• Sneak in the good stuff. Try to incorporate more veggies at all meals. This can mean adding finely chopped veggies to your meat sauce or including them in delicious smoothies.
  • Talk to your children in words they understand. Keep conversations about food at the level of the child. Avoid complicated words and explanations. Keep it simple and let your child know what that particular food will do (or not do) for their bodies and minds.
  • Eat as a family. Life is busier than ever! However, studies have shown that families who eat together tend to eat healthier foods than families who don’t. Connect with your children and nourish your bodies.
  • Get creative. Food can be fun and silly! Arrange food in different shapes and funny faces. This makes your child more likely to try it and forms a positive relationship with food.

Mindset is everything

If there’s one thing we’re learning about all aspects of health, wellness and recovery, it’s the power of our minds!

  • Shifting their mindset (and yours) from what they can’t eat to all the delicious foods they can eat! 
  • Don’t ban everything. Avoid putting foods into “good” & “bad” categories. As long as your children eat healthy foods most of the time, an occasional treat is not the end of the world!
  • Tell your child how valuable they are. Try to get into the habit of letting your child know how special they are, with their unique gifts and potentials. Teach them to love themselves and to nourish their bodies in the best way possible.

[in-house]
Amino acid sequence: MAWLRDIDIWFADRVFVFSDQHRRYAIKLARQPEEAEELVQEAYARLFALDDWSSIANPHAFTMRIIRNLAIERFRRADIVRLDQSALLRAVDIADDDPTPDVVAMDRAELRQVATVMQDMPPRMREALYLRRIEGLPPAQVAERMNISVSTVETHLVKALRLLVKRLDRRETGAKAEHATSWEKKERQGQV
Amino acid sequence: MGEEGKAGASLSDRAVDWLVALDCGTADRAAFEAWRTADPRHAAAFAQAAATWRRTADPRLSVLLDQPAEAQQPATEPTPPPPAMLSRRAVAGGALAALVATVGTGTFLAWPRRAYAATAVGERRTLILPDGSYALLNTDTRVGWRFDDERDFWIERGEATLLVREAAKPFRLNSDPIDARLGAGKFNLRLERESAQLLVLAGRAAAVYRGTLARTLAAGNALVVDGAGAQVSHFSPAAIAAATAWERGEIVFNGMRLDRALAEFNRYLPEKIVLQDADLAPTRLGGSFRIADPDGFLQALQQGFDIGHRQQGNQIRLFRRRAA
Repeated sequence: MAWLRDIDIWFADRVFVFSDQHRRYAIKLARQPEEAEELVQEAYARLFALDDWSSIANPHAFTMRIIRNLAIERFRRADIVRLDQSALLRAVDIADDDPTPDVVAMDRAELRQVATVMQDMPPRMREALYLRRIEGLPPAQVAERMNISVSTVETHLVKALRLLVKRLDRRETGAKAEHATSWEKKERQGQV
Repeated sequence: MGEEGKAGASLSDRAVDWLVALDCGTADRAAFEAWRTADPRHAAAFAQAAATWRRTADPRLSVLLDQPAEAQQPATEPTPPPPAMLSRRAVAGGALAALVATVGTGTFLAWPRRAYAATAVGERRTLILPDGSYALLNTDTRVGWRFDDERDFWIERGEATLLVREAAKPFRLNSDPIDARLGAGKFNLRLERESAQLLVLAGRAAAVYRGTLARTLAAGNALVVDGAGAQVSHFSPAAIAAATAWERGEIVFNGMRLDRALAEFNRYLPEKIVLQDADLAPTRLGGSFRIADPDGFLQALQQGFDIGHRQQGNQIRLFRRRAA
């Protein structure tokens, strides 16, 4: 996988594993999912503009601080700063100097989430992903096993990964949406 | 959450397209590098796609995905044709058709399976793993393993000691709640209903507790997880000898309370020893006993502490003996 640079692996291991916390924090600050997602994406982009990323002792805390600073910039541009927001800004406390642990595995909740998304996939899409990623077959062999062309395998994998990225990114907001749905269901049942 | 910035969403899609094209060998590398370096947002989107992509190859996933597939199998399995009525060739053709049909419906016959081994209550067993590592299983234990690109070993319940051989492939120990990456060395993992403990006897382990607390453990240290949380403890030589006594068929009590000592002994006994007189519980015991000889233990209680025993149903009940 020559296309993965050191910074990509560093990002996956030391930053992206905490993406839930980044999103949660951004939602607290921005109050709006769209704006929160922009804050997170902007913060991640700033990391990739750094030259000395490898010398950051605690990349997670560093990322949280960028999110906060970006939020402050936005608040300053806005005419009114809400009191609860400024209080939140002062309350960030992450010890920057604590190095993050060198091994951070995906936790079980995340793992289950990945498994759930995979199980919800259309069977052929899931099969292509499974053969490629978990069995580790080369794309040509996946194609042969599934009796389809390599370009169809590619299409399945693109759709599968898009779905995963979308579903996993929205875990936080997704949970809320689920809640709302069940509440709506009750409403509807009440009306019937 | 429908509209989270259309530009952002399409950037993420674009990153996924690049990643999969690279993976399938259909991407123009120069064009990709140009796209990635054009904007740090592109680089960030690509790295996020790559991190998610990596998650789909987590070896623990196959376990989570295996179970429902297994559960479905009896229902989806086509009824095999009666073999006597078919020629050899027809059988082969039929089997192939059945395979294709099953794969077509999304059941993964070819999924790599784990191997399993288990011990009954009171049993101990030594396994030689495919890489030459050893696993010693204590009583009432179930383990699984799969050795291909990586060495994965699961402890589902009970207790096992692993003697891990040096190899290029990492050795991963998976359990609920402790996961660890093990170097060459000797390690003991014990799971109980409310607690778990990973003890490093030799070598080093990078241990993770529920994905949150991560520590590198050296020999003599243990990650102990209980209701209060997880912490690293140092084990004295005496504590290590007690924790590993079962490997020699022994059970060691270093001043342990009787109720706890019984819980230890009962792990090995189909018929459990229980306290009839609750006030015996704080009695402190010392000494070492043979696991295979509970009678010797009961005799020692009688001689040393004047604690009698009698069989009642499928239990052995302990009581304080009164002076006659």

• Be consistent & patient. Some of these tips may not work the first time and not with every picky eater so you may need to try many different strategies before you find what works for your child. Be consistent and pack your patience. Keep offering healthy options and stay strong!

Finally, you’ve GOT THIS.

Summer Holiday Recipe Roundup

Summer Holiday Recipe Roundup

As summer approaches and family/friends gatherings ramp up, we tend to crave refreshing, simple bites that don’t take forever to prep and leave us feeling light. Whether you’re going to a graduation barbecue, attending a backyard gathering or are just enjoying a lazy summer day, make sure to check out these recipes that will hit the spot with their simplicity and focusing on cool, refreshing tastes!

Let’s get it started!


Banana Coconut Chia Pudding | The Blender Girl

Crustless Kale and Cheddar Quiche | All the Nourishing Things

Chia Berry Smoothie | PopSugar

Blueberry Baked Oatmeal | Joy Food Sunshine

Paleo Breakfast Bowl | PopSugar

Yogurt Filled Cantaloupe | PopSugar

Blueberry Cheesecake Smoothie | PopSugar

RELATED: Anti-inflammatory Recipe Roll Call


Olive Cucumber Chickpea Salad | Veggies Save the Day

Cold Asian Noodle Salad | Running on Real Food

Apple Quinoa Salad | Cooking Classy

Avocado Egg Salad | Pinch of Yum

Charred Broccoli Salad | Alexandra Cooks

Blueberry Broccoli Spinach Salad | Peas and Crayons

Summer is all about the side, enjoy this array of ideas to wow all your neighbors!